The first in a long series of fictions devoted to the results of the 2011 Kotei tournaments.
The Destroyer War, Part 1
By Shawn Carman & Lucas Twyman
Edited by Fred Wan
Akodo Tetsuru shifted his weight atop the steed he rode, surveying the scene before him with a cool, calculating gaze. “The order is given,” he said after a few moments. “We will fall back to the Crab lines. We cannot hope to hold out against the impending assault, and I will not see valuable assets sacrificed in the vain hope that the Heavens themselves will part and bestow a miracle upon us.”
The Moto officer riding at Tetsuru’s side winced slightly at the Lion commander’s tone, but said nothing, offering only an apologetic look at the Hare officer standing before them. The man bore the symbol of the ruling Usagi family on his shoulder, and his face was a mask of rage. “You want us to abandon all we have built here?” he demanded. “Without lifting a blade against those who would take it from us?”
Moto Munoru cleared his throat. “Your devotion to your holdings is admirable, Kashira-sama,” he started…
“Kudo has insufficient strategic value to warrant the loss of resources that a failed defense would incur,” Tetsuru said, his tone remaining completely dispassionate. “Surely you can see that we have no chance of standing against the Destroyers in our present state. We must fall back to the Crab line and rejoin the legions there. To take the field of battle in the face of certain defeat without hope of accomplishment is foolishness.”
“Many of us call this village home!” Usagi Kashira insisted. “We have worked and trained here for years!”
“I would think you would wish to survive and rebuild it, then,” Tetsura said. “Because its destruction is imminent.”
Kashira’s face twisted into a baleful sneer. “This is the petty vengeance of the Lion, then,” he said. “You could not keep Kudo, so you would see it burn.”
Munoru’s eyes cut to Tetsuru as if fearing his response, but the Lion commander merely shrugged. “If it makes you feel better to imagine that is the case, then do so,” he said plainly. “You should accept, however, that Kudo is beneath the notice of the Lion. If we could save it by standing here today, I would do so without hesitation, for that is my duty to the Empress. If it were offered to me on behalf of the Lion, however, I would decline it.” He leaned forward to make his point more clear. “Kudo has nothing that the Lion want.” He straightened once more and looked around. “Now please instruct your people to begin evacuating immediately. I do not wish to leave anyone behind, but if it comes to that, I will give my men the order to depart without you.”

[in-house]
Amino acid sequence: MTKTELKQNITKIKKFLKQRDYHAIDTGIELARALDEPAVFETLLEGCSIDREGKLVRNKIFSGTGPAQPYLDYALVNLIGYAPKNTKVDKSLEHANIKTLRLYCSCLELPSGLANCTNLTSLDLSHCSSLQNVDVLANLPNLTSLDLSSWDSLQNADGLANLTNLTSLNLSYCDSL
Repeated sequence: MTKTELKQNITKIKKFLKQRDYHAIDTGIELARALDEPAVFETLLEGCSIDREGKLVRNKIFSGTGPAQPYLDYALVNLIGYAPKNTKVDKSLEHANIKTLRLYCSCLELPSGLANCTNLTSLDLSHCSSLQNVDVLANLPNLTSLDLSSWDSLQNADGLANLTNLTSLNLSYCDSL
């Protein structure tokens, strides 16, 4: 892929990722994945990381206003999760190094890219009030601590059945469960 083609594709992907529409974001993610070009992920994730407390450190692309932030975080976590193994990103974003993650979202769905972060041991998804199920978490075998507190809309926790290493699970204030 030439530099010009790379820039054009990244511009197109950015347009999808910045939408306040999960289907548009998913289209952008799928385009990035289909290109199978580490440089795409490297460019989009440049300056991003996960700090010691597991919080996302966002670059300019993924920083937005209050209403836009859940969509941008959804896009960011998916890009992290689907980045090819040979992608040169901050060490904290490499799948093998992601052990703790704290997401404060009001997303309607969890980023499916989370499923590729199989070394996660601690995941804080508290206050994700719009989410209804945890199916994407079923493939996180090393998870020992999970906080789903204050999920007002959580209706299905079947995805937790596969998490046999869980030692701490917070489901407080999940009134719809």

Kashira’s hatred was like a fourth man standing among them. “This is not over,” he said hoarsely, and turned back toward the village.
“I assure you it is,” Tetsuru assured him.
“Was it necessary to antagonize him so, commander?” Munoru asked when the two officers were alone. “What good comes of it? I have never been present when a blood feud started but I am fairly certain that’s what it looks like.”
Tetsuru smirked at his second in command. “You have seen what approaches from the south,” he said. “Do you wish to stand against them without Crab fortifications to protect our ranks?”
“Not particularly,” the Unicorn admitted.
“Nor do I,” Tetsuru said. “If anger gives haste the Hare’s departure, then perhaps today we saved their lives. As it is, I fear their sluggishness in evacuating this wretched hovel will cost many of them their lives, and perhaps some of us as well.”
Kitsune Ando stood in a quiet portion of the village and wiped his hand across his face. Despite the coolness of the air, he was sweating profusely, a combination of the stress and his anger at the situation. He had overheard the commander’s exchange with Hare lord and it had sickened him. Clearly this situation was a product of Lion pettiness, just as the other Mantis had cautioned him to be on guard for. Everything they had told him about the Lion had proven correct in the months since he had joined the southern offensive, and the fact that he had to answer to Lion officers at every turn made him want to wretch. What did they know of honor?
Between two particularly closely placed buildings, Ando found a pocket of snow that had been spared the recent thaws. He dropped to his knees and thrust his hands into the snow, eager for a familiar sensation of the beautiful, natural joys from home. Anything to spare him from the tormented thoughts he so often had now that he had joined the greater Empire. He closed his eyes and focused on the simple feeling of nature’s white bounty enclosing his hands, all sensation falling away.
Ando did not know how long he stayed there, but after a while he recognized the presence of another nearby. It was the same as when he was in the Kitsune Mori, and the eyes of a spirit were upon him. He looked up and was surprised to see a beautiful woman clad in white standing amid the alley, her feet covered by the same strip of snow he was touching. “Forgive me, my lady,” he muttered, withdrawing his hands. “I did not hear you approach, and…” his voice trailed off as he realized that there were no tracks on either side leading to the spot where the woman stood, and she could not have reached that spot without stepping into the snow somewhere.
“You hold one of mine close to your heart,” the woman said, her voice strange. “I can see her touch upon your spirit.”